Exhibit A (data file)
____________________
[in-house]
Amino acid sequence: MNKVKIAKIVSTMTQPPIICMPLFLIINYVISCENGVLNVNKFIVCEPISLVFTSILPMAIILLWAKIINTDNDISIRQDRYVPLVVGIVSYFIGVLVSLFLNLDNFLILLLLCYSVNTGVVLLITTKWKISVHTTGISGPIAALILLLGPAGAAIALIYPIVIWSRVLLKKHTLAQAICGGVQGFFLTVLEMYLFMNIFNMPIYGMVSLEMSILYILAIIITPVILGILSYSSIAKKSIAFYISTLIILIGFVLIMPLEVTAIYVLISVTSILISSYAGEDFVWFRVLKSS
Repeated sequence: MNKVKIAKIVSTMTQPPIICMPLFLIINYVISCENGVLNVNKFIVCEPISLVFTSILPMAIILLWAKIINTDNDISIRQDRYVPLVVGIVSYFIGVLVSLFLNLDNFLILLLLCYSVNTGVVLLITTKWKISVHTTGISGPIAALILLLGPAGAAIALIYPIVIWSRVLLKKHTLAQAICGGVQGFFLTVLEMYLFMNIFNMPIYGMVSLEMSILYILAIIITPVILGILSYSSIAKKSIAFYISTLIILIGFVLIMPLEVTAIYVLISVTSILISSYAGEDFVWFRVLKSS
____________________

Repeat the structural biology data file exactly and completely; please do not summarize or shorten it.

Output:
[in-house]
Amino acid sequence: MNKVKIAKIVSTMTQPPIICMPLFLIINYVISCENGVLNVNKFIVCEPISLVFTSILPMAIILLWAKIINTDNDISIRQDRYVPLVVGIVSYFIGVLVSLFLNLDNFLILLLLCYSVNTGVVLLITTKWKISVHTTGISGPIAALILLLGPAGAAIALIYPIVIWSRVLLKKHTLAQAICGGVQGFFLTVLEMYLFMNIFNMPIYGMVSLEMSILYILAIIITPVILGILSYSSIAKKSIAFYISTLIILIGFVLIMPLEVTAIYVLISVTSILISSYAGEDFVWFRVLKSS
Repeated sequence: MNKVKIAKIVSTMTQPPIICMPLFLIINYVISCENGVLNVNKFIVCEPISLVFTSILPMAIILLWAKIINTDNDISIRQDRYVPLVVGIVSYFIGVLVSLFLNLDNFLILLLLCYSVNTGVVLLITTKWKISVHTTGISGPIAALILLLGPAGAAIALIYPIVIWSRVLLKKHTLAQAICGGVQGFFLTVLEMYLFMNIFNMPIYGMVSLEMSILYILAIIITPVILGILSYSSIAKKSIAFYISTLIILIGFVLIMPLEVTAIYVLISVTSILISSYAGEDFVWFRVLKSS